Annular cutters offer holemaking benefits. (Holemaking/Drilling/Boring/Tapping).
Annular cutters can offer an alternative to common drills for operations requiring holes in sheet or plate materials.
A leading supplier and the developer of annular cutters, Hougen Manufacturing, Inc. (Swartz Creek, MI) notes that common twist-type drills are a tool that can slow otherwise very efficient, high-production options. It maintains that common present users with slow cycle times, frequent stoppages to change worn or broken tooling, substantial amounts of chips and swarf, while draining energy using up substantial horsepower and thrust requirements of machine tools. Additionally, secondary operations such as reaming are frequently required to achieve the desired hole size and finish.
Old vs. New
For the most part, the problems with hole production start with the tooling. The basic design of the most commonly used hole producing tool -- the twist drill -- has not changed in centuries. It is not an efficient tool, in theory or in practice. Even newer models which include carbide tipped and insert, spade, and core drills, while helping to alleviate some of the symptoms by offering longer life expectancy and better size or finish, have not been the miracle cure.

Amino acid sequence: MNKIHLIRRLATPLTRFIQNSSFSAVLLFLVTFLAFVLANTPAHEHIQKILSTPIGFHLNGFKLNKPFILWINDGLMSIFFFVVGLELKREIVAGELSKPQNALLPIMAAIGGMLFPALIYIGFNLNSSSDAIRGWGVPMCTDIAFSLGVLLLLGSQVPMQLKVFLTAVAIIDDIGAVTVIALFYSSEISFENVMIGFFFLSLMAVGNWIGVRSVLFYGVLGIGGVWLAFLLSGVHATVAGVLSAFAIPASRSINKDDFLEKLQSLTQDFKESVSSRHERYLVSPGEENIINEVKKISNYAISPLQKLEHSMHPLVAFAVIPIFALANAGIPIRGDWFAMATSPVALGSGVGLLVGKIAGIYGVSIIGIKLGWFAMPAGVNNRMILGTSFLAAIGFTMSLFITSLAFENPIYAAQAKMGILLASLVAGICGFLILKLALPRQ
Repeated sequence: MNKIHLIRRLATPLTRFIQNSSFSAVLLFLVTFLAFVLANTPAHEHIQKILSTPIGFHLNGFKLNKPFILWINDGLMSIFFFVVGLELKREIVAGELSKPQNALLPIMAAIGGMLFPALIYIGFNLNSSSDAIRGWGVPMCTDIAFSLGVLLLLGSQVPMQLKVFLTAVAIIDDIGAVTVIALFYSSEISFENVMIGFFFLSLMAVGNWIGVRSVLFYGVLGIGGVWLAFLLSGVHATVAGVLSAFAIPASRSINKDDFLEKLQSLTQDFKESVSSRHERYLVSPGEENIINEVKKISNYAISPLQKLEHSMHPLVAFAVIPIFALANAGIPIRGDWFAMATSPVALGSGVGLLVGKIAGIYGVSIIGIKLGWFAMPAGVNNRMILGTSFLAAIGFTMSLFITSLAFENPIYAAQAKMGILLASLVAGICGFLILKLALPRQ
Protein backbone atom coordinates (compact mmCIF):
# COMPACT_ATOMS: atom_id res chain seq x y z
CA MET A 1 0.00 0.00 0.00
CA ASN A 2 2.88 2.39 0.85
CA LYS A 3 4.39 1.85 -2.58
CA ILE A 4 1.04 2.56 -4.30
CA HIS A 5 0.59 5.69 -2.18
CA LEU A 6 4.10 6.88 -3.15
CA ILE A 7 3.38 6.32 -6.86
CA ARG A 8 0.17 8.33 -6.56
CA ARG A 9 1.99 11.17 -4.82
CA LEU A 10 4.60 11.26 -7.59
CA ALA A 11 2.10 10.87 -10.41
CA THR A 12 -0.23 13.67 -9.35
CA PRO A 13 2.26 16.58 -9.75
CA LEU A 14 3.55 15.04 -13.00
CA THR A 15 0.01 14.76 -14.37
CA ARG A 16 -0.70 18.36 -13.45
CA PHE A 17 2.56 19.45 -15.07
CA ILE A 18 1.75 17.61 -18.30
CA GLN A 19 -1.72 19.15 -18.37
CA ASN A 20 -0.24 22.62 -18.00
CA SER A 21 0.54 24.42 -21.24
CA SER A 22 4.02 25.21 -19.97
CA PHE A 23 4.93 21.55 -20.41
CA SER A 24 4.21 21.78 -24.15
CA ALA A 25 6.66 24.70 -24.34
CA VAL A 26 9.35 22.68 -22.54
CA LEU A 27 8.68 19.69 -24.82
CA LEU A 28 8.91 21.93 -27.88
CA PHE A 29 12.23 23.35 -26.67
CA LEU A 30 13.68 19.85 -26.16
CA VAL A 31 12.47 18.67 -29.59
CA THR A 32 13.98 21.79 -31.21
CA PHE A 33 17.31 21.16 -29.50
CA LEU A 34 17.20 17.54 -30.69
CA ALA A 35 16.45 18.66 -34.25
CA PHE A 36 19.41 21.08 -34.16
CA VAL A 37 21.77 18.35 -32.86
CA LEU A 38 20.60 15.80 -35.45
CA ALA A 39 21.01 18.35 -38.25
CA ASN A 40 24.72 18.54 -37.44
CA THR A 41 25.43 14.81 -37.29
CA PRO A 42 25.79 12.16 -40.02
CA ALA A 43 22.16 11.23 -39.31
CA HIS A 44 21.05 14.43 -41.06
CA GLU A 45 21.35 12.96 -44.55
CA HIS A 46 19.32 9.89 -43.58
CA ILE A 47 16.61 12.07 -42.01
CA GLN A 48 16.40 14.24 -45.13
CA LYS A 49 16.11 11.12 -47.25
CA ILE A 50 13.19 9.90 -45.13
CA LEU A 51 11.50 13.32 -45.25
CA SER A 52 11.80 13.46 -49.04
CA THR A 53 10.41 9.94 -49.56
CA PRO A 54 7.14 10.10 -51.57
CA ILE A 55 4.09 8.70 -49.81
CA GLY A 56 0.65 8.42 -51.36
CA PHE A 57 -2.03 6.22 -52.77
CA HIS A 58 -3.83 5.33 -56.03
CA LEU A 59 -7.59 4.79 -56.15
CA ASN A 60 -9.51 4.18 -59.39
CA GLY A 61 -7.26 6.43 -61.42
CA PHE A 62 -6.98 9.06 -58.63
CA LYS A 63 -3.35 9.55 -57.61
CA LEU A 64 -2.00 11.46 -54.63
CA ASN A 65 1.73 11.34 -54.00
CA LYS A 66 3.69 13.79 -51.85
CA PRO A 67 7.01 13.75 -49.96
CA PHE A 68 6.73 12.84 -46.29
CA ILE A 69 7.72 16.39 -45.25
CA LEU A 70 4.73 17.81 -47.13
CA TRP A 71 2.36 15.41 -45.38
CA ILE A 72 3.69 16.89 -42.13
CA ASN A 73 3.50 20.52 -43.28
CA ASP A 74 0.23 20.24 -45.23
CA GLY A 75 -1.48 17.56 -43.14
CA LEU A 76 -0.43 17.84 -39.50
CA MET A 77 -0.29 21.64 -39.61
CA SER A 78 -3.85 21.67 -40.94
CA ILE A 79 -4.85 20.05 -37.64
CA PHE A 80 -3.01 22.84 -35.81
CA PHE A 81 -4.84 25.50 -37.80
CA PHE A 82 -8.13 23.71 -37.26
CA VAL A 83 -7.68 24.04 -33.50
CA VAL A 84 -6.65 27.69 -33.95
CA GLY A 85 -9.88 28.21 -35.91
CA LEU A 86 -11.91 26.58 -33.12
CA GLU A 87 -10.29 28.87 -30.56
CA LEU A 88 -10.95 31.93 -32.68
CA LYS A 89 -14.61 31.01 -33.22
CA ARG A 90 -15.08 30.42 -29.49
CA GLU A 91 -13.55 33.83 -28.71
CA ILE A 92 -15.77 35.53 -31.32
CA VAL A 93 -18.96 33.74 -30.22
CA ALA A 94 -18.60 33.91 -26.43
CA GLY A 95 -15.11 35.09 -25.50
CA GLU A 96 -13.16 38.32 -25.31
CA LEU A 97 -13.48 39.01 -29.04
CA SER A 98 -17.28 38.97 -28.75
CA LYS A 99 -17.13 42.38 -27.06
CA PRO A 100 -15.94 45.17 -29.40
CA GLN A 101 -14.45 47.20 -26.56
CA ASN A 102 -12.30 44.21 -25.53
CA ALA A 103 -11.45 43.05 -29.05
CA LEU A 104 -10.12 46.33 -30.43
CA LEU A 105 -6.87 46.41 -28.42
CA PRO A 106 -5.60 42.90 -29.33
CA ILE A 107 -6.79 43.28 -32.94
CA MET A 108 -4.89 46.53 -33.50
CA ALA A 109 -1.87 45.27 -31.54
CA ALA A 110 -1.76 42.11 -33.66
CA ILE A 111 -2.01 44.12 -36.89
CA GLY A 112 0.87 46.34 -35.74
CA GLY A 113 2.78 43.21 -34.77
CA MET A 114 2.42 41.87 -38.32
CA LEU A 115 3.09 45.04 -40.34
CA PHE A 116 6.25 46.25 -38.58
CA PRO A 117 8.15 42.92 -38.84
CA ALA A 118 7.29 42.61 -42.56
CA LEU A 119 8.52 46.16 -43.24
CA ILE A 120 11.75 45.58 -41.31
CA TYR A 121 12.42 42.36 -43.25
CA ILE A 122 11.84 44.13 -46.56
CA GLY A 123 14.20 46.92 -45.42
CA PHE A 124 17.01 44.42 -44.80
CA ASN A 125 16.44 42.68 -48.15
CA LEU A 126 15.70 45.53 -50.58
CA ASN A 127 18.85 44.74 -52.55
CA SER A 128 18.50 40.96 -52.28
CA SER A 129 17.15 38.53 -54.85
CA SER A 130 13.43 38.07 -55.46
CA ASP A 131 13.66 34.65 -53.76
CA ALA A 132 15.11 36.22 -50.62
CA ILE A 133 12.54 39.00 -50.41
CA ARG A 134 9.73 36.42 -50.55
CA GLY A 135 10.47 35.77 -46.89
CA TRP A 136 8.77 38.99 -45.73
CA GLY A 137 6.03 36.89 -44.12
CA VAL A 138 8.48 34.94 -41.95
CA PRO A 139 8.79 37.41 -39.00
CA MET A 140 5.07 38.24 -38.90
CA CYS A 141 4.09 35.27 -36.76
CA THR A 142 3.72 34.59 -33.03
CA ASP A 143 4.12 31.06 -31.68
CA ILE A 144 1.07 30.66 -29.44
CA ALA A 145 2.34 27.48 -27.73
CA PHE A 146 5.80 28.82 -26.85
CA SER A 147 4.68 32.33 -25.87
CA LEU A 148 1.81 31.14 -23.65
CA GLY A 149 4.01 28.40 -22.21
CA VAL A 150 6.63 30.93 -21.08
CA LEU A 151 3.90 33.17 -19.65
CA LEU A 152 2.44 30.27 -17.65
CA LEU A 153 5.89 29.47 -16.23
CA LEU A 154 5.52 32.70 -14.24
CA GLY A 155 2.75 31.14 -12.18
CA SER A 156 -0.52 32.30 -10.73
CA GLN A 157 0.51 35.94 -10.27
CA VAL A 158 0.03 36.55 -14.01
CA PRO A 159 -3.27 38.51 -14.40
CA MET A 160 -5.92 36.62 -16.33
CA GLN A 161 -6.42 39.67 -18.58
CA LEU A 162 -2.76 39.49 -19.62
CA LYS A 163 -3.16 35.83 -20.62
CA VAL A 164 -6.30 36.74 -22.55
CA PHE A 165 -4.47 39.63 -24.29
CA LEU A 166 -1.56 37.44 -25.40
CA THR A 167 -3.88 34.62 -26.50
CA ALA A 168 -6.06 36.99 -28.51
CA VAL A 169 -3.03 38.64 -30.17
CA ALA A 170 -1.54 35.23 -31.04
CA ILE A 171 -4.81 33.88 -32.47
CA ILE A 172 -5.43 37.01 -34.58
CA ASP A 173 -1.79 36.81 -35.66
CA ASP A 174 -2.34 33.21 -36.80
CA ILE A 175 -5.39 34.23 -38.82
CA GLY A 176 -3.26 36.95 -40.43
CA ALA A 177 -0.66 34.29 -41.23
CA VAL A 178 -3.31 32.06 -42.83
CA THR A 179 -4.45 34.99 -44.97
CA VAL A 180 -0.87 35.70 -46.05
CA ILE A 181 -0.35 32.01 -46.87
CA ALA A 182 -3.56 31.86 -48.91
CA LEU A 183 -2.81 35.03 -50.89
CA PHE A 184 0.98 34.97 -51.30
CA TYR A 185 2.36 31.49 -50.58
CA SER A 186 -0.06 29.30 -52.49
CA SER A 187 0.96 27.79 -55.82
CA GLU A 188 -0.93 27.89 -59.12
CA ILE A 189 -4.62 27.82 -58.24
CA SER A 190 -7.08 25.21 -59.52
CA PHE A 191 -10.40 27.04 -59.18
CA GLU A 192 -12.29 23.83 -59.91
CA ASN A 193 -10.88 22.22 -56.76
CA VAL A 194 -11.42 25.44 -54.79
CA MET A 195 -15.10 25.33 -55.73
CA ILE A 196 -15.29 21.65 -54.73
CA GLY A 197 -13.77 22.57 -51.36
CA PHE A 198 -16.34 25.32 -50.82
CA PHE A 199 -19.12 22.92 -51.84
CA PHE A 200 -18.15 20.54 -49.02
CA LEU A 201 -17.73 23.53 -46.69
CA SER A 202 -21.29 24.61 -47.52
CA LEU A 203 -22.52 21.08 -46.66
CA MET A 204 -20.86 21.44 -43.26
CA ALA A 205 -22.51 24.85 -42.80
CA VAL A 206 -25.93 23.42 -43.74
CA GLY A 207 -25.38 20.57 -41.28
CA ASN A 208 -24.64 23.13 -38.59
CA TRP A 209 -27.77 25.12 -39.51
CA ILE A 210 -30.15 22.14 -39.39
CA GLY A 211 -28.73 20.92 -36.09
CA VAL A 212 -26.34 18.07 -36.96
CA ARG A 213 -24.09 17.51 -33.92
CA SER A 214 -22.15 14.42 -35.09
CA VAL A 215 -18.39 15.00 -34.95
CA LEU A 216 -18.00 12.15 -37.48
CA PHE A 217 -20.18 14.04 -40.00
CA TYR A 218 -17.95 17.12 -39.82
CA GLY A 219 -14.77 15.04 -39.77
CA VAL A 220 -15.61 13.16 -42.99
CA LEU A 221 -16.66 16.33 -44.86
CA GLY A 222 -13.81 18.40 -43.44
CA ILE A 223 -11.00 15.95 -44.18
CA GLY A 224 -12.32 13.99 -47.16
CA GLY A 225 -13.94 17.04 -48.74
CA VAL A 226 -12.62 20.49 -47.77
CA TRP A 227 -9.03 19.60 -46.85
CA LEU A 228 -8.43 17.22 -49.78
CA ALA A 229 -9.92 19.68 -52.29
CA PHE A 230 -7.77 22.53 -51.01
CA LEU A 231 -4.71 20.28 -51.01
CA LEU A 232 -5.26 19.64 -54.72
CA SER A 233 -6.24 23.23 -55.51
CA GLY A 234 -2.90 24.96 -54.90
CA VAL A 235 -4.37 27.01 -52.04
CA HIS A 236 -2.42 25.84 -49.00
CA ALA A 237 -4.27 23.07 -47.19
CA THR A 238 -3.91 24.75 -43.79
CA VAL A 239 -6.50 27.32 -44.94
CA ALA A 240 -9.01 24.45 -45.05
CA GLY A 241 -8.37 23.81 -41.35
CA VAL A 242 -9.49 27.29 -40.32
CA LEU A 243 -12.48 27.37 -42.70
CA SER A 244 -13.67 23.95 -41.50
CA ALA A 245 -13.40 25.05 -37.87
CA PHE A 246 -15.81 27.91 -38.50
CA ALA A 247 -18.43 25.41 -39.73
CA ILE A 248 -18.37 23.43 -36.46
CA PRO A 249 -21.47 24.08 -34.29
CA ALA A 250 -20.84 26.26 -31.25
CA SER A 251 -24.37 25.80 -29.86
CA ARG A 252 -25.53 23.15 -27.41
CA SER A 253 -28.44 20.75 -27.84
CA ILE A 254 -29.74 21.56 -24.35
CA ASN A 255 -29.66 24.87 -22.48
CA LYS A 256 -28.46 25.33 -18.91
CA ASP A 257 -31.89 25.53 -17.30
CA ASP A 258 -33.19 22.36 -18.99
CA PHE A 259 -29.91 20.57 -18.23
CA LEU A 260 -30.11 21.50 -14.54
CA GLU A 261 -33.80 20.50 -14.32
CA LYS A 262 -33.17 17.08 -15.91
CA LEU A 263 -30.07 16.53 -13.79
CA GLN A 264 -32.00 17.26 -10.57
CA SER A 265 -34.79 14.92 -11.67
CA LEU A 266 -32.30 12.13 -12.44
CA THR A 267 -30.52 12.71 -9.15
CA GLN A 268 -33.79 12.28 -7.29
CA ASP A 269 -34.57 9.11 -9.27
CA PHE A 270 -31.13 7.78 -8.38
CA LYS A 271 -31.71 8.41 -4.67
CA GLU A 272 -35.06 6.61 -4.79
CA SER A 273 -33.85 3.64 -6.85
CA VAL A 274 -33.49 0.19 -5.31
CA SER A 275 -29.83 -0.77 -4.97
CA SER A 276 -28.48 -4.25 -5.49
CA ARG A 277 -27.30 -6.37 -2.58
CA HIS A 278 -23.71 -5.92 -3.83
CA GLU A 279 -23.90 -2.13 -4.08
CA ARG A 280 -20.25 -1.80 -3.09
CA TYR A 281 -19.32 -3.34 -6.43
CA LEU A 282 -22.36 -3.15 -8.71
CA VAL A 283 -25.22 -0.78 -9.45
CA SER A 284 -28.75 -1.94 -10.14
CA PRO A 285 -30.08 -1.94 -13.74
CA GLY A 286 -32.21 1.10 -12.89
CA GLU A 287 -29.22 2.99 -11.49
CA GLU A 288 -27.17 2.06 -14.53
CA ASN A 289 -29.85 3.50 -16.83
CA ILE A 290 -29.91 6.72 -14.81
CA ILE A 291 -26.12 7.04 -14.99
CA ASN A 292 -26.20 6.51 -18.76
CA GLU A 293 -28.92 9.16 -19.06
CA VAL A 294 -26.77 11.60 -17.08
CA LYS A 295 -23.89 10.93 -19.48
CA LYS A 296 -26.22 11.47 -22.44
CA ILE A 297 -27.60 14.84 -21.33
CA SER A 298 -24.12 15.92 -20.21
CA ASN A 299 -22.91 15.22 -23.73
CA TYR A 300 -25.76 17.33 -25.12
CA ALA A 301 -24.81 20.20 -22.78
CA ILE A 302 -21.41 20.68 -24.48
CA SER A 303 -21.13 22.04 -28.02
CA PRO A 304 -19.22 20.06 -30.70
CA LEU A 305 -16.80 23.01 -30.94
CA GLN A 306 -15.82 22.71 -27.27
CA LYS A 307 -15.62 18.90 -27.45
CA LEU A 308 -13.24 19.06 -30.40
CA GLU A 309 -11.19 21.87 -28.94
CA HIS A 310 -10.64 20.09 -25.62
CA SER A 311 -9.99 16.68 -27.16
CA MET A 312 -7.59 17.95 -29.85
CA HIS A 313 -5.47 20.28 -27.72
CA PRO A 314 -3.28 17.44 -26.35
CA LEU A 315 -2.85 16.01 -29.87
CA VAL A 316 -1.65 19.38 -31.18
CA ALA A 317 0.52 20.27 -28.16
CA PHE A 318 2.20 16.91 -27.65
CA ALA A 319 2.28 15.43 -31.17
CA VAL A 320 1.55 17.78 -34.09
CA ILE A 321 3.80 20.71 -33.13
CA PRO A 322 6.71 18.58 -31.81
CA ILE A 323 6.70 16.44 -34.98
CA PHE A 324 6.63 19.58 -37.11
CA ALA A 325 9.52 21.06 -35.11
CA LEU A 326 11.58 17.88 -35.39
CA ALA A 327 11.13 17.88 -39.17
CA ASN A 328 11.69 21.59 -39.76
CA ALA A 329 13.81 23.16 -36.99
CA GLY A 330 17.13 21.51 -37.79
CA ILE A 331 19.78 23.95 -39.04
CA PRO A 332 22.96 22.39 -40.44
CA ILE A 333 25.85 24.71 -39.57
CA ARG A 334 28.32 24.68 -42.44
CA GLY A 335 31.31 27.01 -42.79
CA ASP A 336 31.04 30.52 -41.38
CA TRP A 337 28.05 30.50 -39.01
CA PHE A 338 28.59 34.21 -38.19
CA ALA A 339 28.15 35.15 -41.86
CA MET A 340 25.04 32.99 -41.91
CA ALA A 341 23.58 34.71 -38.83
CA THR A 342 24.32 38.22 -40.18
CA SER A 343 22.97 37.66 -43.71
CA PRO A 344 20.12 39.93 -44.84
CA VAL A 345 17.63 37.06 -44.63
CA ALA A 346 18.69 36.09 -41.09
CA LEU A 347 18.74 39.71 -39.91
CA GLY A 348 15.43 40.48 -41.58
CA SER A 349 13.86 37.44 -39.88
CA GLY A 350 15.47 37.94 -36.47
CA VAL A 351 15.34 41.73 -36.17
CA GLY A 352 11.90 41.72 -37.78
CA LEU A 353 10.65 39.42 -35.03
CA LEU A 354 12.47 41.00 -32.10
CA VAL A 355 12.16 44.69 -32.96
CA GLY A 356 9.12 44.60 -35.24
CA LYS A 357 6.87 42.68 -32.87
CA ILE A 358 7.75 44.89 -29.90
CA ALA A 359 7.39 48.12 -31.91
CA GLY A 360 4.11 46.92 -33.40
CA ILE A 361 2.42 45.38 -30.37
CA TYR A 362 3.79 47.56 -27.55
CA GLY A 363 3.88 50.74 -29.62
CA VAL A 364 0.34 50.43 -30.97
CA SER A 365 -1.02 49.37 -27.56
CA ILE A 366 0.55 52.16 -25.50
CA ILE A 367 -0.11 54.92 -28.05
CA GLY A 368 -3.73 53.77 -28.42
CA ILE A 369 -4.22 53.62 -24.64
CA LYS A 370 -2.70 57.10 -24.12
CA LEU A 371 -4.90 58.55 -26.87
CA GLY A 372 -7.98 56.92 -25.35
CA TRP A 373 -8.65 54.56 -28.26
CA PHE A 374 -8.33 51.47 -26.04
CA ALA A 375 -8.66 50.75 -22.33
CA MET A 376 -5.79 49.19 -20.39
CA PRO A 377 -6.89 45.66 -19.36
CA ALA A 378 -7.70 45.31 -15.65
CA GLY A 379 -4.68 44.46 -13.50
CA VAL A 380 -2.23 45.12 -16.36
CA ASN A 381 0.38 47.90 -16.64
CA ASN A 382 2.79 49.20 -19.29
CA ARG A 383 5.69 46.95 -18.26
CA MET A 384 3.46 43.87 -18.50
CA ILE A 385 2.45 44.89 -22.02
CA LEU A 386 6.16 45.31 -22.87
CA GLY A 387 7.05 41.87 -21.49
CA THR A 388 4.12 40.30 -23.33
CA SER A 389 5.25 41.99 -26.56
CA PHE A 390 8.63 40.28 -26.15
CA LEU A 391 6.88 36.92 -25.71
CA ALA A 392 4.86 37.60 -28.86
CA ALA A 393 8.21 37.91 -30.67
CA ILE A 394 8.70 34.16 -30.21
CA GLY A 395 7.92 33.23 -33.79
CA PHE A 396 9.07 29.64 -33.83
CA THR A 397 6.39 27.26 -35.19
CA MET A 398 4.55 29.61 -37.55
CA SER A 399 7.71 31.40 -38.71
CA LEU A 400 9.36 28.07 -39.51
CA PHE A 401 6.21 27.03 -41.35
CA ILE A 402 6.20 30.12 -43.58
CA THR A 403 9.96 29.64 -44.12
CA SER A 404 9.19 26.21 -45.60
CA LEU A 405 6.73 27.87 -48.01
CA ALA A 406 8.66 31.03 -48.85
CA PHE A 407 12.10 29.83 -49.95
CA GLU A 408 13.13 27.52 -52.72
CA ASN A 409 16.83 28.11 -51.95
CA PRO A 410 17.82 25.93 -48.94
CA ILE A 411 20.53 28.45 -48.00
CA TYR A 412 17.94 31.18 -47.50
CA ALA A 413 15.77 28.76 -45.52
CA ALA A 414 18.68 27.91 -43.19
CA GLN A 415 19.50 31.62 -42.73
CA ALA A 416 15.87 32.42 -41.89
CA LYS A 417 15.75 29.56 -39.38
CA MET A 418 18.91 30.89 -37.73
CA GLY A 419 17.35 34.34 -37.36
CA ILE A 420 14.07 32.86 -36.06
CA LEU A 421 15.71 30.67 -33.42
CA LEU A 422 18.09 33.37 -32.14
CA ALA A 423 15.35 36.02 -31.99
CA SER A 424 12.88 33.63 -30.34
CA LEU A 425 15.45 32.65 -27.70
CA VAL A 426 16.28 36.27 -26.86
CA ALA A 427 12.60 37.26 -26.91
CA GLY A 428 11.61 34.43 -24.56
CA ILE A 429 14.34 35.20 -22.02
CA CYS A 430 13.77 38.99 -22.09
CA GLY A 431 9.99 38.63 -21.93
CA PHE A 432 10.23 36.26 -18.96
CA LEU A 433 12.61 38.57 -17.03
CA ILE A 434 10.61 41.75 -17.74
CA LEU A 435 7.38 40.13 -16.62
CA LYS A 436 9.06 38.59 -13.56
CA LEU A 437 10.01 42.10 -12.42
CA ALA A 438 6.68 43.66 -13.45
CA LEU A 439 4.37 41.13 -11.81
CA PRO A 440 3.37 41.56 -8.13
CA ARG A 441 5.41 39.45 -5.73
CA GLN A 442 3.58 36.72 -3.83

One of the first points to be made regarding the annular tool is the fact that it is a cutter, where twist drills are part cutting tool and part chisel. The twist drill has a center point, which is not really a point at all but rather the intersecting line where the two cutting edge angles meet at the web of the drill. It is here, at the so called "dead zone" of a twist drill that the troubles begin, explains a Hougen source.
It's referred to as a dead zone because at this point the surface speed of the cutting edges, a factor of revolutions per minute and diameter of the drill, approaches zero as the corresponding diameter nears zero. The slower surface speed reduces cutting efficiency and requires that increased feed pressure be applied in order for the cutting edges to bite into the material. In effect, the center of the drill does not cut, but is, in actuality, pushing its way through the material. The amount of thrust required to overcome this resistance will often cause the stock to be deformed or dimpled around the hole, creating a second problem -- bun's or flashing around the breakthrough side of the hole. As the material at the bottom of the hole becomes thinner, if the feed is not eased off, the drill will push through the side, typically leaving two jagged remnants of stock still attached.
The problem of excessive pressure and thrust requirements is exacerbated by the fact that twist drills usually have only two cutting edges that have to bear the entire workload. This means a slow feed rate as a factor of RPMs and number of teeth, and less than optimum metal removal rates. In addition, the workload placed on just two edges leads to premature wear, which if not remedied by sharpening will result in holes that are oversize, and drills chipping, binding, and ultimately breaking.